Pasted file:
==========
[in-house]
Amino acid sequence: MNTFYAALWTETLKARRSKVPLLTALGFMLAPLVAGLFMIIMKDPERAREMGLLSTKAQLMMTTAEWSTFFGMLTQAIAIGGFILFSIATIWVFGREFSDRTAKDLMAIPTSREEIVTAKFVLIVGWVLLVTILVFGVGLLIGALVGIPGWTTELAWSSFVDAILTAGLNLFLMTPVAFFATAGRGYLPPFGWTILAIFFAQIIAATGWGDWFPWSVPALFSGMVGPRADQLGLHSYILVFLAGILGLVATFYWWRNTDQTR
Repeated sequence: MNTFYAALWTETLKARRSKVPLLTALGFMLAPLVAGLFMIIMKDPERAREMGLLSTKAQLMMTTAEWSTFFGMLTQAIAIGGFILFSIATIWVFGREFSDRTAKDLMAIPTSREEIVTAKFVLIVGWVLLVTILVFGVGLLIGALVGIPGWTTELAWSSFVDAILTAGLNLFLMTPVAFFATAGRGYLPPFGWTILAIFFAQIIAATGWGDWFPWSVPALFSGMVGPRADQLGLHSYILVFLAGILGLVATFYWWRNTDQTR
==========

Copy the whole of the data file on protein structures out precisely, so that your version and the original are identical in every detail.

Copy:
[in-house]
Amino acid sequence: MNTFYAALWTETLKARRSKVPLLTALGFMLAPLVAGLFMIIMKDPERAREMGLLSTKAQLMMTTAEWSTFFGMLTQAIAIGGFILFSIATIWVFGREFSDRTAKDLMAIPTSREEIVTAKFVLIVGWVLLVTILVFGVGLLIGALVGIPGWTTELAWSSFVDAILTAGLNLFLMTPVAFFATAGRGYLPPFGWTILAIFFAQIIAATGWGDWFPWSVPALFSGMVGPRADQLGLHSYILVFLAGILGLVATFYWWRNTDQTR
Repeated sequence: MNTFYAALWTETLKARRSKVPLLTALGFMLAPLVAGLFMIIMKDPERAREMGLLSTKAQLMMTTAEWSTFFGMLTQAIAIGGFILFSIATIWVFGREFSDRTAKDLMAIPTSREEIVTAKFVLIVGWVLLVTILVFGVGLLIGALVGIPGWTTELAWSSFVDAILTAGLNLFLMTPVAFFATAGRGYLPPFGWTILAIFFAQIIAATGWGDWFPWSVPALFSGMVGPRADQLGLHSYILVFLAGILGLVATFYWWRNTDQTR